Drivers and Outcomes

Looking at the data this way illustrates a very important feature of good survey design – the need to create separate indicators of drivers and outcomes (means and ends). Happiness at work, in this instance, is the outcome measure – it is the desirable end that we are seeking to achieve. All the drivers meanwhile are means to that end. By having separate indicators for them we can understand their relationship much more clearly.

At Friday Pulse we track team happiness weekly, as it is so important to pick up that good-bad signal in real time. That way organisations can respond to any issues that need addressing. We complement the weekly outcome measure with a quarterly pulse survey on the drivers. So, in a similar way that it is easy to see that the Education and Tech sectors have different issues to address, different businesses face different challenges. In fact, the specificity of challenges varies team by team, as whenever I look at client data, I always see a lot of variation between teams.

In fact, this is the one thing that, as a statistician, I really dislike about the Gallup Q12 engagement survey. There is no separate outcome indicator. Instead, engagement is simply defined as the average of the 12 questions. As well as making it impossible to track engagement weekly (as no one would answer 12 questions every week!), it also totally misses that in different circumstances, different drivers have different impacts on happiness levels.

For example, in our data I can see that fair pay has become significantly more important to people’s happiness at work in 2023 than it was in 2017. This makes total sense as we have high levels of inflation and a cost-of-living crisis. But the Gallup approach simply wouldn’t be able to identify these changes. Interestingly, another driver that has increased in strength is organisational pride. This means that feeling that your organisation is worth working for is becoming more important to people, probably as part of a long-term trend towards more responsible ways of doing business.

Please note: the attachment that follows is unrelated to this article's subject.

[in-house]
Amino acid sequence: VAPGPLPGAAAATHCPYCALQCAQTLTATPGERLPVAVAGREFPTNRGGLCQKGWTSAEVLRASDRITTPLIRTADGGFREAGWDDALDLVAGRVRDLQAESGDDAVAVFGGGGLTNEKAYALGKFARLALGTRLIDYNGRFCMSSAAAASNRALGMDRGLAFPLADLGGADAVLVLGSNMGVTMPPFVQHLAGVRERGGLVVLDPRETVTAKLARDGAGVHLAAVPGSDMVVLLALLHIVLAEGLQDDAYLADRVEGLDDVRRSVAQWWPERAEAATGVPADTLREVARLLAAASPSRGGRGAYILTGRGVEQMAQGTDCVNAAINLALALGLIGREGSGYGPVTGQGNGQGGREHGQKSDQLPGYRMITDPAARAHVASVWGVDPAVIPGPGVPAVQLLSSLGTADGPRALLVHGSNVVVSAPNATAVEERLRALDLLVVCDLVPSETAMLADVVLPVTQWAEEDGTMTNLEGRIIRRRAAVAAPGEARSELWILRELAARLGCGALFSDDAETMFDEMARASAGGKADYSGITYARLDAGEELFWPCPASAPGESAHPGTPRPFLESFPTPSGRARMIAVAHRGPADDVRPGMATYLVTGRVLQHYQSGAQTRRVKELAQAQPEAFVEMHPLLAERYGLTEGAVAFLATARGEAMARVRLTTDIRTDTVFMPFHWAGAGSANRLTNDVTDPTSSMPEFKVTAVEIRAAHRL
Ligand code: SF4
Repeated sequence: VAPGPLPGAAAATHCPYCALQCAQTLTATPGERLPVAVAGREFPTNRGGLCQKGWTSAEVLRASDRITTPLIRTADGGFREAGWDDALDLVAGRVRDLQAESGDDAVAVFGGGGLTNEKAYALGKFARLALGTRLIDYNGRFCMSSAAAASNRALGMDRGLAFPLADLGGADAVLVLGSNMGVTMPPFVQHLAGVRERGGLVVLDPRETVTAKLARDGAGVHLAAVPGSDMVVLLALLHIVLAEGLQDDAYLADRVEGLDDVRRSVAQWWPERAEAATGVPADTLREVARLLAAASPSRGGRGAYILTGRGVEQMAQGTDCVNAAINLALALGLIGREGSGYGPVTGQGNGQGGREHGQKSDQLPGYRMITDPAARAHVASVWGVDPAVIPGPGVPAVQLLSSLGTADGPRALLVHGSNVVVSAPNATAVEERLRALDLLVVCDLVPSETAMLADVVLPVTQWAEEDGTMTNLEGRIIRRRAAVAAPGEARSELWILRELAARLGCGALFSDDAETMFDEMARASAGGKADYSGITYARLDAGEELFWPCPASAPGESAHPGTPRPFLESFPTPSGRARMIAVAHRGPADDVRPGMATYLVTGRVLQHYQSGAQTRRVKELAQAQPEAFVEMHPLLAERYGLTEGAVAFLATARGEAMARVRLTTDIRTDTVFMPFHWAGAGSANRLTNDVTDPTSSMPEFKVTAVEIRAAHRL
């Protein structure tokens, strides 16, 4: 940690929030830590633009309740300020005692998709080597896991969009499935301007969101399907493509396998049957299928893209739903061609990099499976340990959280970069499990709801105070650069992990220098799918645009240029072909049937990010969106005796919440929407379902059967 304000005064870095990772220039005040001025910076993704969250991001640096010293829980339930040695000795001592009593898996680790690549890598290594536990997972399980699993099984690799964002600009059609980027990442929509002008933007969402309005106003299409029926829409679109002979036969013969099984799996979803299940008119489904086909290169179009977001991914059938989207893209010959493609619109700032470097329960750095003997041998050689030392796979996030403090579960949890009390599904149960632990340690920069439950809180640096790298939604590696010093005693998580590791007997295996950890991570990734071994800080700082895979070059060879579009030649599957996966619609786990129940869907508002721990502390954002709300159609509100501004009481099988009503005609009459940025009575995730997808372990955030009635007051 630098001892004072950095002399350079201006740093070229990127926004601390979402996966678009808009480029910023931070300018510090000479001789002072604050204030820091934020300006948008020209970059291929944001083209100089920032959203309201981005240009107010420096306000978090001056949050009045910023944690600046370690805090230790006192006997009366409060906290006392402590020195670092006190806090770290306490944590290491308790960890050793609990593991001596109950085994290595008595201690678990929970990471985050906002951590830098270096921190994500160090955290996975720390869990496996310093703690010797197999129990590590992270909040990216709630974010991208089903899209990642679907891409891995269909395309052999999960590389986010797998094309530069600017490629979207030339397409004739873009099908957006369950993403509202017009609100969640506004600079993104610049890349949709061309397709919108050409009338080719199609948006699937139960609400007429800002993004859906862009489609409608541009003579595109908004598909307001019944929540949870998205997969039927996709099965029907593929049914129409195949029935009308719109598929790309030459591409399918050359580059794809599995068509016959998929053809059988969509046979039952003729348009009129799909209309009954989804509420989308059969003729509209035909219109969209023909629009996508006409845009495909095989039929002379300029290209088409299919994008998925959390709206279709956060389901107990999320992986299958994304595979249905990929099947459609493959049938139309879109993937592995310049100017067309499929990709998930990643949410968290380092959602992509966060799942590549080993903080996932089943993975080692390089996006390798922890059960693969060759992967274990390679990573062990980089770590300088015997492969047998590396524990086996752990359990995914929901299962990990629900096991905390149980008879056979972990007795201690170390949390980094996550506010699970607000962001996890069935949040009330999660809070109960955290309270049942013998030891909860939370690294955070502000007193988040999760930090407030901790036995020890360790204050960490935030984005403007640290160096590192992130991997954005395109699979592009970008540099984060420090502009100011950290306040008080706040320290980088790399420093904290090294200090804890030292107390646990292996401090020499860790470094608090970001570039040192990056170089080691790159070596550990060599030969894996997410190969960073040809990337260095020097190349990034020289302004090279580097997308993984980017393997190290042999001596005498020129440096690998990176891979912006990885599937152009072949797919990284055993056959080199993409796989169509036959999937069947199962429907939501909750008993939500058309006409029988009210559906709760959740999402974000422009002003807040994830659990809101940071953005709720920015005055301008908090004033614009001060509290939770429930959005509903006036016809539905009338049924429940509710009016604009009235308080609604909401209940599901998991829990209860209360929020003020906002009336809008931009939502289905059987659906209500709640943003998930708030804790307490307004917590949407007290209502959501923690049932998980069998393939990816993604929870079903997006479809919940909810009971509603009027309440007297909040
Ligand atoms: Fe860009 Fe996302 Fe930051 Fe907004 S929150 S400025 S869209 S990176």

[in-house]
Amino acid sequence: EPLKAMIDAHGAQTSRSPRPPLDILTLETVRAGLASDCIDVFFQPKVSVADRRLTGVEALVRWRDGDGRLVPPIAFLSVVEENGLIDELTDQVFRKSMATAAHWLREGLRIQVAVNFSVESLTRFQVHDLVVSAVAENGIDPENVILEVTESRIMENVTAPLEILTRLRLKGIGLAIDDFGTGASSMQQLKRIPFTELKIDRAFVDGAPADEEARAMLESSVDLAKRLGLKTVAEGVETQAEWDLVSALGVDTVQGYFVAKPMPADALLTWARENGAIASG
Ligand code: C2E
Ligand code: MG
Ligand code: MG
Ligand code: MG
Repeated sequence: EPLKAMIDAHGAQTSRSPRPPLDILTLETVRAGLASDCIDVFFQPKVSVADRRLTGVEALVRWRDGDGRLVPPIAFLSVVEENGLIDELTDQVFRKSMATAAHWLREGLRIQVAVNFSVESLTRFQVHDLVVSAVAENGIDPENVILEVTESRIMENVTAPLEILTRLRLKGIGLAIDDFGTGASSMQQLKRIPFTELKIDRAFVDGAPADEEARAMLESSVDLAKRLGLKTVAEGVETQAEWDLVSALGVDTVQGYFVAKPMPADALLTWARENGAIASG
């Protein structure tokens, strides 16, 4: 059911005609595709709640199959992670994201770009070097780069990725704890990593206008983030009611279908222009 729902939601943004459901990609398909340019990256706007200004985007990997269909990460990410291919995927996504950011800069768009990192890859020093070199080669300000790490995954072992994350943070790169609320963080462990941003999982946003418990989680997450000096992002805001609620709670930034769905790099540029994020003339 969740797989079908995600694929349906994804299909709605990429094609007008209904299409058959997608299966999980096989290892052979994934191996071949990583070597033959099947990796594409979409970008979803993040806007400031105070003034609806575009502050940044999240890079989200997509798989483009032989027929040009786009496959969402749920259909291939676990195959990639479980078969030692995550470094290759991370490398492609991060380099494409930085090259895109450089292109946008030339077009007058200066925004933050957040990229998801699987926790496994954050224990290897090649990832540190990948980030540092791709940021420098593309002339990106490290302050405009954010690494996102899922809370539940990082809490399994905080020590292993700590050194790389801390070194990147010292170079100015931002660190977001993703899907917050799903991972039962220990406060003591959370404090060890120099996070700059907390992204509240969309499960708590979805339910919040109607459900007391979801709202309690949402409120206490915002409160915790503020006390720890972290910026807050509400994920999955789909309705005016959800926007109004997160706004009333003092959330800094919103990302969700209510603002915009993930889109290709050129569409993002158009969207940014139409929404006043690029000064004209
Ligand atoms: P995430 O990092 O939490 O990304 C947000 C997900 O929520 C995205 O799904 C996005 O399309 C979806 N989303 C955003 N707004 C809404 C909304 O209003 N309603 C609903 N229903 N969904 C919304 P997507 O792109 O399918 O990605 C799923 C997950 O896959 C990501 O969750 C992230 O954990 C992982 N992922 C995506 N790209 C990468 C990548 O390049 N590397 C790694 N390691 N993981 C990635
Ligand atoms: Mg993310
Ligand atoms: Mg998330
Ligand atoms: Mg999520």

Five Ways to Happiness at Work

At Friday Pulse we call these drivers the Five Ways to Happiness at Work:

Connect … Be Fair … Empower … Challenge … Inspire …

There are three questions about each of them, in the table these are presented in order, with the first three about Connect, the next three about Be Fair etc .

They are all important drivers and are designed to be easy to understand and implement at a team level. But they can also be thought of higher-level drivers and a regression model shows that the two strongest influencers are Be Fair and Inspire.

What this means, if we were to put words into the mouth of a typical UK worker, then their plea would be:

Treat me fairly and inspire me.

If organisations can get these two right, then they are on a good path to building a happy and successful business.

Nic Marks, CEO and Founder of Friday Pulse Ltd.

Friday Pulse uniquely tracks the weekly happiness of teams. Every quarter we also ask 15 questions about the key drivers of happiness at work, which we call the Five Ways to Happiness at Work. Book a demo to find out more.